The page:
Yesterday’s posts here at ProBlogger (Better Buttons Part 1 and Part 2) looked at the question of driving readers to take action on our blogs. Whether we blog for profit or pleasure, for most, reader action is an extremely important part of blogging. We need readers to action if we hope to:
- build a communtiy
- create loyalty
- use organic techniques to find readers
- and more.
On the most basic level, we want that first-time visitor to our blog to click to another page on our blog, rather than hit the browser’s Back button. And everything else flows from there.
The strongest call to action is…
I’ve found time and again as I’ve built blogs that the strongest “call to action” is … content. Not in the content, but the content itself.
The most loyal followers my blogs have are those who have been helped somehow, as individuals, by the content of those blogs. They’re people who read a post, and felt compelled either to act on it immediately, there and then, or to bookmark it so they could implement the advice later.
That kind of content is its own call to action. As bloggers, our role is to educate and/or inspire—at least some of the time. Content that is itself a call to action so strong that readers can’t resist is ideal. Because when your content is so strong that people will stop what they’re doing to implement it, you have a huge opportunity to engage readers.
What makes CTA content?
Call-to-action content has a few common characteristics:
- It’s extremely practical (so it lends itself to action).
- It makes the benefits of taking action clear.
- It meets a real need in the audience.
- It’s clear enough that anyone in your target readership can see how to implement it just by reading the post.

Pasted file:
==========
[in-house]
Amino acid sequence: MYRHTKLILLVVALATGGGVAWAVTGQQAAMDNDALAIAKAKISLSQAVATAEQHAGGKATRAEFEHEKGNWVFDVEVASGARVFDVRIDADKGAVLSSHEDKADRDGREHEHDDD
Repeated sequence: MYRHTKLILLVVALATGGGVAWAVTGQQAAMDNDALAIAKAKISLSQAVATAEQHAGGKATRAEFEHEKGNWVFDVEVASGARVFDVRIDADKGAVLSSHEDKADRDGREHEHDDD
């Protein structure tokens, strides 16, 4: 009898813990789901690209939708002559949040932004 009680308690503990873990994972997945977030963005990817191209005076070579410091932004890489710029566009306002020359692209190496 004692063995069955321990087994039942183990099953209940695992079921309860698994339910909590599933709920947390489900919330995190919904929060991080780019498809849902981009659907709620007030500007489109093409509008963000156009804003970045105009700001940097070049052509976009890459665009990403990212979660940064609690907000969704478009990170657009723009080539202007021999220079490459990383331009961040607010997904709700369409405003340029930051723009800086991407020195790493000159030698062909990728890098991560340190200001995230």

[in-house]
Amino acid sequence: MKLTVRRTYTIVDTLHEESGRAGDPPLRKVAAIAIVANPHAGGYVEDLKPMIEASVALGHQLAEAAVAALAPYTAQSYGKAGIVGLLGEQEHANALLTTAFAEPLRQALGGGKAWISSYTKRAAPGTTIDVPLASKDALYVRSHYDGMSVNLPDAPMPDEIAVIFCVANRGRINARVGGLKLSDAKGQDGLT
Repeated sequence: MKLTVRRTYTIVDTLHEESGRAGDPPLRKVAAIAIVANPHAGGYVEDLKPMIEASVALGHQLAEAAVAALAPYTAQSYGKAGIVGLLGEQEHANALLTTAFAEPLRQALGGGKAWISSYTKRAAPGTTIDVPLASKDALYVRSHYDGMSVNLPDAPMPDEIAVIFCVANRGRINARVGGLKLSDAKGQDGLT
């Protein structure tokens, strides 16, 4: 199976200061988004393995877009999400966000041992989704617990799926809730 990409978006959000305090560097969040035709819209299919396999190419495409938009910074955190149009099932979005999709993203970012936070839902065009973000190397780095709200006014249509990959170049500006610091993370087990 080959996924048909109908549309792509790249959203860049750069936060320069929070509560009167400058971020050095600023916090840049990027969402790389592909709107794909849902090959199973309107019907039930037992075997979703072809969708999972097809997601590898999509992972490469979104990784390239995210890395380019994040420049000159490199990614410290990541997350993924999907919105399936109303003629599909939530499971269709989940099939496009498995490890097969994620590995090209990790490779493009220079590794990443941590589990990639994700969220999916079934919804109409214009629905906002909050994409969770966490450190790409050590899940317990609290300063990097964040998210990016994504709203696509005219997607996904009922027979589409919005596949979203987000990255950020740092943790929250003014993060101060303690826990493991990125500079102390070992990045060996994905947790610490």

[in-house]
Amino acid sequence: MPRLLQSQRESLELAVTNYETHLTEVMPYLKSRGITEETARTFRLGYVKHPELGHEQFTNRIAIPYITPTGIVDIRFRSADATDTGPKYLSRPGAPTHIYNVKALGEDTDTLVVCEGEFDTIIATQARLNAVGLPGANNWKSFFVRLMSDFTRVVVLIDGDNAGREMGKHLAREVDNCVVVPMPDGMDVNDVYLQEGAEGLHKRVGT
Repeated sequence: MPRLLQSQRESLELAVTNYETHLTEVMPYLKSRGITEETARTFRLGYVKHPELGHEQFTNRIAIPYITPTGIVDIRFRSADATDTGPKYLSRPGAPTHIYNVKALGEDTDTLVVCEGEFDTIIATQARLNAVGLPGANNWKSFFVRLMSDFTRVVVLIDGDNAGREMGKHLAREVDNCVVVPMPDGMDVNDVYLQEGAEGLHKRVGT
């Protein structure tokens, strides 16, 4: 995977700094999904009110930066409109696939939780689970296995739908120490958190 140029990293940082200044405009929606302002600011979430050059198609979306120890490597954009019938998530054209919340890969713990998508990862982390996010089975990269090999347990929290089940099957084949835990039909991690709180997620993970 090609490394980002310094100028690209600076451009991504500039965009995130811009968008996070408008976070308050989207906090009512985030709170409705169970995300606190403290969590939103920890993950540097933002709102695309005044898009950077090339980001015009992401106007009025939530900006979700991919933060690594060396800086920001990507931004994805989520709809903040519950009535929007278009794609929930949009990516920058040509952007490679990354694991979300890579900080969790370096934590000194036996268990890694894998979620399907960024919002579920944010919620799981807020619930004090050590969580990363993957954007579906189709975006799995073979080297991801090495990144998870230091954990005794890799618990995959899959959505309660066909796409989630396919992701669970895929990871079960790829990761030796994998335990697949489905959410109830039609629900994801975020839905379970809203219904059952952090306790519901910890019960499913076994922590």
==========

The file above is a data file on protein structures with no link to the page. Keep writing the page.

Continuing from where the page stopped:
To give your content an even stronger call to action, you could:
- Do it yourself first: Be the guinea pig, and report what you experience, and your readers will be much more likely to give your advice a try.
- Add accountability: The show-and-tell-style post is a great way to build accountability into your content. If you make readers accountable, they’re more likely to heed the call to action.
- Make it a process: By breaking up your call to action into a process, you can hook readers into responding to a series of calls to action over a period of time—something that can build familiarity and loyalty, as well as satisfaction.
- Recognise those who respond: Making a point of recognising those readers who publicly respond to your call to action can help you to foster a culture of response around your blog, within your community. Tie this into the accountability idea above, and double your impact.
These are just a few ideas—I’d love to hear some of yours in the comments. But the point is that if you want to create an active community around your blog, you may need to consider your blog as a call to action.
People who find the content on my blogs so useful that they can’t walk away without trying it are definitely the blogs’ biggest fans. Do you find the same is true for your blog?